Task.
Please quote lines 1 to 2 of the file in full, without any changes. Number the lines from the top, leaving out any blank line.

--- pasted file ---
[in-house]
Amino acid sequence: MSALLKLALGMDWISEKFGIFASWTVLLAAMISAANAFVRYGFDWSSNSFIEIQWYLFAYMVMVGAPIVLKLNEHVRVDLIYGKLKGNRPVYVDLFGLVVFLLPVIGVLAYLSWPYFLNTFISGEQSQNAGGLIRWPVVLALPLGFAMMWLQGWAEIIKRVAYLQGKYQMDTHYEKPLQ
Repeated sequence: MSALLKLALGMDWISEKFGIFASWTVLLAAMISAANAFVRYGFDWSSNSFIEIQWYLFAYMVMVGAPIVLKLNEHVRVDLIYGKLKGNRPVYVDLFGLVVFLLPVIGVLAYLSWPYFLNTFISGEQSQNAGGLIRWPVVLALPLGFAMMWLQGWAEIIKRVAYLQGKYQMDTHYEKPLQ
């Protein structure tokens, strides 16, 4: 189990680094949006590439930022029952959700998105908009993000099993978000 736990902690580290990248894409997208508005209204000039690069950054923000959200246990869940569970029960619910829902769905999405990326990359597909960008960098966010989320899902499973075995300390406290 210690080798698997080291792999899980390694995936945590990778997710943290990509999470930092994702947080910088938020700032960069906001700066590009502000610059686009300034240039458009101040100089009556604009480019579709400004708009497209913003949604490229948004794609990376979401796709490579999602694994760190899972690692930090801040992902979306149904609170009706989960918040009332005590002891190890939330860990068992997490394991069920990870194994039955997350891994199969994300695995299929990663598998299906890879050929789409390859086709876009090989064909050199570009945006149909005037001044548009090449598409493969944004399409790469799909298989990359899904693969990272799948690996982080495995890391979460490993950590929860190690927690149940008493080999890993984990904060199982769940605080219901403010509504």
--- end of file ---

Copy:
[in-house]
Amino acid sequence: MSALLKLALGMDWISEKFGIFASWTVLLAAMISAANAFVRYGFDWSSNSFIEIQWYLFAYMVMVGAPIVLKLNEHVRVDLIYGKLKGNRPVYVDLFGLVVFLLPVIGVLAYLSWPYFLNTFISGEQSQNAGGLIRWPVVLALPLGFAMMWLQGWAEIIKRVAYLQGKYQMDTHYEKPLQ